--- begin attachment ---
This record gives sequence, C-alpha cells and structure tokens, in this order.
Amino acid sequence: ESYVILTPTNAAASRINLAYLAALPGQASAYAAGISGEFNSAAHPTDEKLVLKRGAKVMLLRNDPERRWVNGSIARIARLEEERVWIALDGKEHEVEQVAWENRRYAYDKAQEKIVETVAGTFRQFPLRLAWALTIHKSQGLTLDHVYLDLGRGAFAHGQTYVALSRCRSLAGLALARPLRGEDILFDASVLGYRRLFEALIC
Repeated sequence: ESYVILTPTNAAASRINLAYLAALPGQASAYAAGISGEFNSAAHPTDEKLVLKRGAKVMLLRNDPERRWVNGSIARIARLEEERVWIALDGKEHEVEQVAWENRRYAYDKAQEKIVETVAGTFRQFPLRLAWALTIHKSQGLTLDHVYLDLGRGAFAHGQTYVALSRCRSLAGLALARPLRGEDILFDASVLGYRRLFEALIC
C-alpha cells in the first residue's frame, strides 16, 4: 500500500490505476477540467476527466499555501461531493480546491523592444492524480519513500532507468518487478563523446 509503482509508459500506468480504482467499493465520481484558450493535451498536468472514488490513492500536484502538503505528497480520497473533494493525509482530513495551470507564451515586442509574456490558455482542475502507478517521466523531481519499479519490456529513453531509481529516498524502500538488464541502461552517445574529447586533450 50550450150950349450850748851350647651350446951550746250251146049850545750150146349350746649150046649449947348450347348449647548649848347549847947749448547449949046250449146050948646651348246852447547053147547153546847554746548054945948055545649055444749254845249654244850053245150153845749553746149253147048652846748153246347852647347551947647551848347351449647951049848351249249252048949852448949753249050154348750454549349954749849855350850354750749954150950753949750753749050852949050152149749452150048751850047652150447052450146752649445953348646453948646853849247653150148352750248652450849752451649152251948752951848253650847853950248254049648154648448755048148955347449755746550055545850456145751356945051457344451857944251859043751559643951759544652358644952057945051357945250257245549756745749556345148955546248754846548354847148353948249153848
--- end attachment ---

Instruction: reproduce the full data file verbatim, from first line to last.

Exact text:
This record gives sequence, C-alpha cells and structure tokens, in this order.
Amino acid sequence: ESYVILTPTNAAASRINLAYLAALPGQASAYAAGISGEFNSAAHPTDEKLVLKRGAKVMLLRNDPERRWVNGSIARIARLEEERVWIALDGKEHEVEQVAWENRRYAYDKAQEKIVETVAGTFRQFPLRLAWALTIHKSQGLTLDHVYLDLGRGAFAHGQTYVALSRCRSLAGLALARPLRGEDILFDASVLGYRRLFEALIC
Repeated sequence: ESYVILTPTNAAASRINLAYLAALPGQASAYAAGISGEFNSAAHPTDEKLVLKRGAKVMLLRNDPERRWVNGSIARIARLEEERVWIALDGKEHEVEQVAWENRRYAYDKAQEKIVETVAGTFRQFPLRLAWALTIHKSQGLTLDHVYLDLGRGAFAHGQTYVALSRCRSLAGLALARPLRGEDILFDASVLGYRRLFEALIC
C-alpha cells in the first residue's frame, strides 16, 4: 500500500490505476477540467476527466499555501461531493480546491523592444492524480519513500532507468518487478563523446 509503482509508459500506468480504482467499493465520481484558450493535451498536468472514488490513492500536484502538503505528497480520497473533494493525509482530513495551470507564451515586442509574456490558455482542475502507478517521466523531481519499479519490456529513453531509481529516498524502500538488464541502461552517445574529447586533450 50550450150950349450850748851350647651350446951550746250251146049850545750150146349350746649150046649449947348450347348449647548649848347549847947749448547449949046250449146050948646651348246852447547053147547153546847554746548054945948055545649055444749254845249654244850053245150153845749553746149253147048652846748153246347852647347551947647551848347351449647951049848351249249252048949852448949753249050154348750454549349954749849855350850354750749954150950753949750753749050852949050152149749452150048751850047652150447052450146752649445953348646453948646853849247653150148352750248652450849752451649152251948752951848253650847853950248254049648154648448755048148955347449755746550055545850456145751356945051457344451857944251859043751559643951759544652358644952057945051357945250257245549756745749556345148955546248754846548354847148353948249153848